The Great Escape: Special Edition
(MGM, 1963) D: John Sturges w/ Steve McQueen, James Garner. Rating: NNN
I've never quite gotten the appeal of The Great Escape. I know why it's got its rep as one of the ultimate guy movies. It's got the grace-under-pressure thing and those American stars (Steve McQueen, James Garner, James Coburn as an Oz, Charles Bronson as a Pole) sprinkled in with that cast of stiff upper lips who are in every bloody British POW movie ever made (James Donald, Gordon Jackson, Richard Attenborough.). It's got McQueen's motorcycle escape and the blind forger (a wonderful Donald Pleasence performance) and the authenticity.
But it lacks moral shading or even much in the way of cinematic pizzazz. It's very much a boy's adventure movie, not unlike director John Sturges's earlier smash, The Magnificent Seven, which is a boy's book version of The Seven Samurai. It's one of those movies that hook you for life when you're 13, but not if you're 17.
MGM's new edition's principal virtue is the really beautiful, sharp-looking new transfer. The director/cast commentary, assembled from earlier interviews (a lot of this cast has been dead for a while now), isn't bad. Unfortunately, the second disc of extras is less interesting, being mostly assembled from a History Channel retrospective look at the movie.
EXTRAS Cast/director commentary, various History Channel documentaries, trivia track. English, French, Spanish versions and subtitles.
5 Films About Christo And Jeanne-Claude
(Plexifilms, 1975-1995) D: Albert and David Maysles. Rating: NNNN
Christo is the only artist who works in fabric and public monuments. He's best known for the astonishing Running Fence, which crossed 29 miles of Marin County in 1975, and for wrapping things like Paris's Pont-Neuf and the Berlin Reichstag in cloth. For five of his projects, Christo was accompanied by documentary filmmakers Albert and, until his death in 1987, David Maysles, to whom Christo In Paris is dedicated. Plexifilms has brought five of these fascinating documentaries together in a three-disc box: Christo's Valley Curtain, Running Fence, Christo In Paris, Islands and Umbrellas, along with an extensive new interview with the artist and full commentaries on each film by Albert Maysles, Christo and Jeanne-Claude, Christo's wife, advocate and spirit level.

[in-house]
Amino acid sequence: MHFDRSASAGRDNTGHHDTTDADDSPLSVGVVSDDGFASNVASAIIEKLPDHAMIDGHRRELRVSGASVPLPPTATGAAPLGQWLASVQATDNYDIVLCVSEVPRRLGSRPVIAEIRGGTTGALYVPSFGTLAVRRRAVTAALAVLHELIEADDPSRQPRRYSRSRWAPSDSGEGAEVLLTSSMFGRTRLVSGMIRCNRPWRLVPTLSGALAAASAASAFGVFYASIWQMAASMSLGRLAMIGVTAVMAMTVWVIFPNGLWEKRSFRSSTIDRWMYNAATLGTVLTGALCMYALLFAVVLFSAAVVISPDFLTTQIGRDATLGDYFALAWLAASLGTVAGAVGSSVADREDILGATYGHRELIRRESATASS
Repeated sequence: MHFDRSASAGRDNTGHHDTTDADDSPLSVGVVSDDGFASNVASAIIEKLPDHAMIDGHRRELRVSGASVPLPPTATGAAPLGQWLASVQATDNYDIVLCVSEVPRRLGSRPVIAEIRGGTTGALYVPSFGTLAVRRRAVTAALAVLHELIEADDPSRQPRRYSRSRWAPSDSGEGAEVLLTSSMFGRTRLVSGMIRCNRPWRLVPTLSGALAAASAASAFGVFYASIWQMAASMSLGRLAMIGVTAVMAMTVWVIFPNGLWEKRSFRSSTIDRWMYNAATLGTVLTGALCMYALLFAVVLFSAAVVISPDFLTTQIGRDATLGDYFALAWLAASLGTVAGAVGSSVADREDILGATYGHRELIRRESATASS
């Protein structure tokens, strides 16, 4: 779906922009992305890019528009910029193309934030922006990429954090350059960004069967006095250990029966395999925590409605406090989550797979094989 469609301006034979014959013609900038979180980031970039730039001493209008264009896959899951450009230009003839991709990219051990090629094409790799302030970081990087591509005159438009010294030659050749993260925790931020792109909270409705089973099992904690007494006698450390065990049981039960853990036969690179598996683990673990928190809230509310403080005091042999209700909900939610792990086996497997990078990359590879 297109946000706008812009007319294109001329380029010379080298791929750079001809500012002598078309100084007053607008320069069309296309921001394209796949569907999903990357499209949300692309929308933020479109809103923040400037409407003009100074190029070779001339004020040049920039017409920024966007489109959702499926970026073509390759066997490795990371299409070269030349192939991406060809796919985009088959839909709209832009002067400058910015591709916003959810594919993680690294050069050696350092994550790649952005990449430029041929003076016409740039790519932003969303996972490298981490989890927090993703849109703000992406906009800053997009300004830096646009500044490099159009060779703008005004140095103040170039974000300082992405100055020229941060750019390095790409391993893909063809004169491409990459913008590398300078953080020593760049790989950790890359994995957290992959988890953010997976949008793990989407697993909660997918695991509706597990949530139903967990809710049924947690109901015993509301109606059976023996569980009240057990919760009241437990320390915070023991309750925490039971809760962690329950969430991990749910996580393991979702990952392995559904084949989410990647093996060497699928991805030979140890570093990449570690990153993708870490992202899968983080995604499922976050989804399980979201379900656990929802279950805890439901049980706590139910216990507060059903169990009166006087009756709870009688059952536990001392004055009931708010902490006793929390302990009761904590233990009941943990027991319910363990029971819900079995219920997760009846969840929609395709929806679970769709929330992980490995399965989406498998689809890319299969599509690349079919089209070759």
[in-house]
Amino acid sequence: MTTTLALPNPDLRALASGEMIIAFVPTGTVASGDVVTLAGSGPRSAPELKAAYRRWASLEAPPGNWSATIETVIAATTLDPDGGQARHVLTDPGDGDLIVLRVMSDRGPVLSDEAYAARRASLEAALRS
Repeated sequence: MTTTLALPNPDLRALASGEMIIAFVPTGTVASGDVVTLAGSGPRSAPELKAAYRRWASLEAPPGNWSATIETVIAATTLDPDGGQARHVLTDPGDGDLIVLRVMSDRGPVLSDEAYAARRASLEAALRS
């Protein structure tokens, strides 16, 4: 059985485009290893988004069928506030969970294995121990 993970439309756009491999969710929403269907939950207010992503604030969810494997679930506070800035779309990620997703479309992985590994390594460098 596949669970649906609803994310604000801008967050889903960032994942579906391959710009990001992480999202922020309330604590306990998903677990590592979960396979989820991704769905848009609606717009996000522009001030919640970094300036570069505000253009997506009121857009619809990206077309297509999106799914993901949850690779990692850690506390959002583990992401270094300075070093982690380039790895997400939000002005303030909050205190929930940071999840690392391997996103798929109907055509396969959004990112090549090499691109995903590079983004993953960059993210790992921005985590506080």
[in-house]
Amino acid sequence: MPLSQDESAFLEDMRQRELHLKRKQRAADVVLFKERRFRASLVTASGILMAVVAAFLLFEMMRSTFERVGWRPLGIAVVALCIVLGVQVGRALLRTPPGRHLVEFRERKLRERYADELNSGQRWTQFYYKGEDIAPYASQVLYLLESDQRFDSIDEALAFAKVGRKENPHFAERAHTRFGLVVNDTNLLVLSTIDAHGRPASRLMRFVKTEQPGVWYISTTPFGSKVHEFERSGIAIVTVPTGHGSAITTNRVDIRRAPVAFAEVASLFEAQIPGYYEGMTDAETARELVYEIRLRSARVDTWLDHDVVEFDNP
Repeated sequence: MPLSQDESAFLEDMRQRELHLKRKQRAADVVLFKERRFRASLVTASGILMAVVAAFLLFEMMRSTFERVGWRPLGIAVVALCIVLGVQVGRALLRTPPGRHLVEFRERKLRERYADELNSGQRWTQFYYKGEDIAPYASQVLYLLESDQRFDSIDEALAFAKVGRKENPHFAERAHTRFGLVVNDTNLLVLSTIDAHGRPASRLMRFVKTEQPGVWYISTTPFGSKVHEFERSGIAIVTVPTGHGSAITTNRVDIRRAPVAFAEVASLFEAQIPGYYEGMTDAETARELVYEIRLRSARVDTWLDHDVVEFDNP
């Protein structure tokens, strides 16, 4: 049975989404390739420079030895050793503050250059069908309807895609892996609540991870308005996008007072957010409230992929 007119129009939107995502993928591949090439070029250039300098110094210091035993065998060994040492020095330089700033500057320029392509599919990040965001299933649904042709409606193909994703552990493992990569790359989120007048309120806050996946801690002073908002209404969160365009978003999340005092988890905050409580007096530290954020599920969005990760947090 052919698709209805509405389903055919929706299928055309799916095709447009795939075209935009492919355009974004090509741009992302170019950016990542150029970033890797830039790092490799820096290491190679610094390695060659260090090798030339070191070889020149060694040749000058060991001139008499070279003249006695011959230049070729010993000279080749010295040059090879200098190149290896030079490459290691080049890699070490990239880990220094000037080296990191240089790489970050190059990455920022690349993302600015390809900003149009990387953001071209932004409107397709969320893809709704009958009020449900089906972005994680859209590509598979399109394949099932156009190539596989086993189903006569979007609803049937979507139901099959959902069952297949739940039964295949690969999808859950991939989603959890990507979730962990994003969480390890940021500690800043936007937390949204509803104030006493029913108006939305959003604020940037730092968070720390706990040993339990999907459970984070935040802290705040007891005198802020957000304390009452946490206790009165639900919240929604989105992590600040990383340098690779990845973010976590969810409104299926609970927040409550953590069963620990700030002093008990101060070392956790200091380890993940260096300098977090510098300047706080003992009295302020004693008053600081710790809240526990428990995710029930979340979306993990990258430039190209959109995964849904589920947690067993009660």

The title of the set is appropriate, for in addition to being a document of the artist at work, it's scenes from a marriage that's lasted more than 40 years.
The films are occasionally rough, having been shot mostly hand-held and in 16mm, and whoever mastered them for DVD managed to preserve the occasional hair in the gate. A couple hang in for almost five minutes in Valley Curtain.
But they're fascinating. We seldom see moving pictures of Christo's monumental and ephemeral projects. Still photos don't do justice to Running Fence or the wrapped Pont-Neuf. The Maysles document the fact that the hard part is rarely conceiving the project and executing it - it's getting permission. The simplest project of all, wrapping the Pont Neuf, took more than 10 years of dealing with French bureaucrats and political weasels.
The then mayor of Paris, Jacques Chirac, can actually talk out of both his faces at once.
EXTRAS Filmmaker/subject commentaries on all films.
Saudade Do Futuro
(Facets/Morningstar, 2000) D: César Paes. Rating: NNNN
According to a glossary on the DVD, Saudade is an "almost untranslatable term expressing tender regret for something one never quite had." Just in case you thought it was some new dance craze. This documentary looks at the marginalized lives and vibrant street culture of the "nordestinos," the country people from northeastern Brazil who migrate to São Paulo in search of work. They find prejudice and poverty but maintain their spirit in the face of the disdain of the Paulistas.
César Paes is inclined to rely on obvious juxtapositions, like cutting from the braying fury of the stock exchange, where you can still see 80s-style power suspenders, to the feisty single mom and her daughter who seem more alive, which is the director's plan. But he also has great feeling for the raw, satiric rhymes of the street singers and musicians and the lively give-and-take of daily life in the worst parts of the city.
EXTRAS Two deleted scenes, music recording sessions, glossary, an impressionistic behind-the-scenes short and character guides. Portuguese with English subtitles.
A note on non-mainstream titles
I get the occasional e-mail asking where you can find some title I've reviewed, usually on a non-studio label like Criterion, Kino or Plexifilms. The only thing I can say is that you'll have to leave the comfort of Blockbuster or Rogers. Try Queen Video (412 Queen West, 416-504-3030, and others), Suspect Video (619 Queen West, 416-504-7135), Bay Street Video (1172 Bay, 416-964-9088), After Dark (1043 Bathurst) or Very Video (1375 Yonge, 416-929-8379). All have a more adventurous selection than the mega-chains.
Coming Tuesday, June 1
Monster/Aileen: Life And Death Of A Serial Killer
(Columbia/TriStar) Here's a chance to catch both Charlize Theron's Oscar-winning portrait of serial killer Aileen Wuornos and the real thing in Nick Broomfield's second documentary on the subject, including a death house interview.
(Columbia/TriStar) With Spidey 2 looming on the release schedule, Columbia offers a new three-disc SE, which has to be better than the last two-disc not-very-special edition and a single-disc superbit issue.
Trainspotting: Special Edition
(Alliance Atlantis) A whole disc of extra features on what Miramax/Alliance is touting as the "director's cut," which makes you wonder who cut the last one. Best advertisement ever for not doing heroin.
= Critics' Pick
NNNNN = excellent, maintains big screen impact
NNNN = very good
NNN = worth a peek
NN = Mediocre
N = Bomb